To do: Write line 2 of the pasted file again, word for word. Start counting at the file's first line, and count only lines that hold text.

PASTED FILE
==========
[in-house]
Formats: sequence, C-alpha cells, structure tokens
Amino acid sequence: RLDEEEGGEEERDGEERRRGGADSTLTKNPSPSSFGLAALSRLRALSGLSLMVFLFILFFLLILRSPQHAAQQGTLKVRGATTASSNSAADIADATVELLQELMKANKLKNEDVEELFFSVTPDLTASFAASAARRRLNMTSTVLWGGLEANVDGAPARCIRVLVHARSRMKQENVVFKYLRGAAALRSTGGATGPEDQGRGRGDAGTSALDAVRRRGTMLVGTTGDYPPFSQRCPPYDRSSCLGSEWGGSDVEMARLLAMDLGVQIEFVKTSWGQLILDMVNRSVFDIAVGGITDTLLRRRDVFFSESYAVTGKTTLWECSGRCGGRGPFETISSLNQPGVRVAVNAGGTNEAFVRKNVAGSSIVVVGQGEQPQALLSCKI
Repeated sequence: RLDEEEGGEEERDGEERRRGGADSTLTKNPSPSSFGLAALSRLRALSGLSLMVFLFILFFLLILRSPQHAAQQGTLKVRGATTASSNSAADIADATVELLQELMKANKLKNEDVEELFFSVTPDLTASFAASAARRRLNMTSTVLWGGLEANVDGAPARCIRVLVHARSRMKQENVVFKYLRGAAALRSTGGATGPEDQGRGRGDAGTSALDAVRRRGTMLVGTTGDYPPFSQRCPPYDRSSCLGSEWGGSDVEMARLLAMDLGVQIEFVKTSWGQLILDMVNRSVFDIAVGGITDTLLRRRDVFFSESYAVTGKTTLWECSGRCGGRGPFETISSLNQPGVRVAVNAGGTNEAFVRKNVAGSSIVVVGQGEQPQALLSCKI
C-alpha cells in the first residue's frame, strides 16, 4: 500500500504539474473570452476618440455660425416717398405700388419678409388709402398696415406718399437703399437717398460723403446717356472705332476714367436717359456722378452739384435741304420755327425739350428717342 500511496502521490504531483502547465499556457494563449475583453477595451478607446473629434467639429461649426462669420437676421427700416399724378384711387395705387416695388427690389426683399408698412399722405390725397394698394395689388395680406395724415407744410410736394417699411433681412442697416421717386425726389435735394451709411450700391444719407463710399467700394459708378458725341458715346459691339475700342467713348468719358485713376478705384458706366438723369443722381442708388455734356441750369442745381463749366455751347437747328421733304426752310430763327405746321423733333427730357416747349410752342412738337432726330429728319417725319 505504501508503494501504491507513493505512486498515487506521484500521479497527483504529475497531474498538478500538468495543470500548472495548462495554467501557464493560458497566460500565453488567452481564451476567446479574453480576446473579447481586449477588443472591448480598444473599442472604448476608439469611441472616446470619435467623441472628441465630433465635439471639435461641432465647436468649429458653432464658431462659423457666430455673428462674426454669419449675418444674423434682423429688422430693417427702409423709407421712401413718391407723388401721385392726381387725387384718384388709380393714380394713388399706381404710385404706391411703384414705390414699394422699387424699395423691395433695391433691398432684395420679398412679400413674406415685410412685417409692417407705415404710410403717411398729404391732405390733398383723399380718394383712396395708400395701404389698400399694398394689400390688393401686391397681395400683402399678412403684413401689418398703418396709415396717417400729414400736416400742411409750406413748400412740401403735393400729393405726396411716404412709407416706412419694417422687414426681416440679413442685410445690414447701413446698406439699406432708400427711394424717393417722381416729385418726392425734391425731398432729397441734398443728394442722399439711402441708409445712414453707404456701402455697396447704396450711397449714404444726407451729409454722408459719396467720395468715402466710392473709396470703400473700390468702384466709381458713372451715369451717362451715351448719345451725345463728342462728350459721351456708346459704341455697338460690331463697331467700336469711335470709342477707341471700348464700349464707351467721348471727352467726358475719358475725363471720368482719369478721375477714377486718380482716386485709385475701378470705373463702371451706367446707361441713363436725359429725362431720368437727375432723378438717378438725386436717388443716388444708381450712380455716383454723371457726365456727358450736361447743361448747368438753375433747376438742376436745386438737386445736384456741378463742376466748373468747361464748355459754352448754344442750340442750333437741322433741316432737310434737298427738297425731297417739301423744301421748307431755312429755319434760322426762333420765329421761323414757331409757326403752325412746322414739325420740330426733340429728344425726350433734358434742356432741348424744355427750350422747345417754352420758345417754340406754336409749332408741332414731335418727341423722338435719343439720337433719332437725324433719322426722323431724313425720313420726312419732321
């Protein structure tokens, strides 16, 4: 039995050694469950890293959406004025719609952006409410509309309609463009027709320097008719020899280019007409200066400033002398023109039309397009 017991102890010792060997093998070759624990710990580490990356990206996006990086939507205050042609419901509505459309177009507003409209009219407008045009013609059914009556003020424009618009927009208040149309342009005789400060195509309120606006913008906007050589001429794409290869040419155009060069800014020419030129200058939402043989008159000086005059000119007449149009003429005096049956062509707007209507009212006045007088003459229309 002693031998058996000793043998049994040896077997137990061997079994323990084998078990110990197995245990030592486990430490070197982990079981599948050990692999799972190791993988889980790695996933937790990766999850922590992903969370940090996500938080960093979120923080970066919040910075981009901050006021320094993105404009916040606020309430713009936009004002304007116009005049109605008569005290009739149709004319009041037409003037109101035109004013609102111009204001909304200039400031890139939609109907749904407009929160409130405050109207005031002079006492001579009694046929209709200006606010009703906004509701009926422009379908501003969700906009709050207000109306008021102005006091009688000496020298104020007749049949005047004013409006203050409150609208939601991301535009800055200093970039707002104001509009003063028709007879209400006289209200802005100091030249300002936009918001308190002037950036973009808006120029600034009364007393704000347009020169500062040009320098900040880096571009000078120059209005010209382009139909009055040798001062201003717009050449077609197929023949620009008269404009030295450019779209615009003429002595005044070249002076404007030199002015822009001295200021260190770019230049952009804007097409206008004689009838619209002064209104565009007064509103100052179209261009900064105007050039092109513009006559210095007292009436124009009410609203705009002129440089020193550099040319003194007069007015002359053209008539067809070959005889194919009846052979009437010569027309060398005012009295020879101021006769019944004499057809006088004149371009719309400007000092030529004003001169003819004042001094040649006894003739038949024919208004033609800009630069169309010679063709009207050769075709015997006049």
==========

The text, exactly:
Formats: sequence, C-alpha cells, structure tokens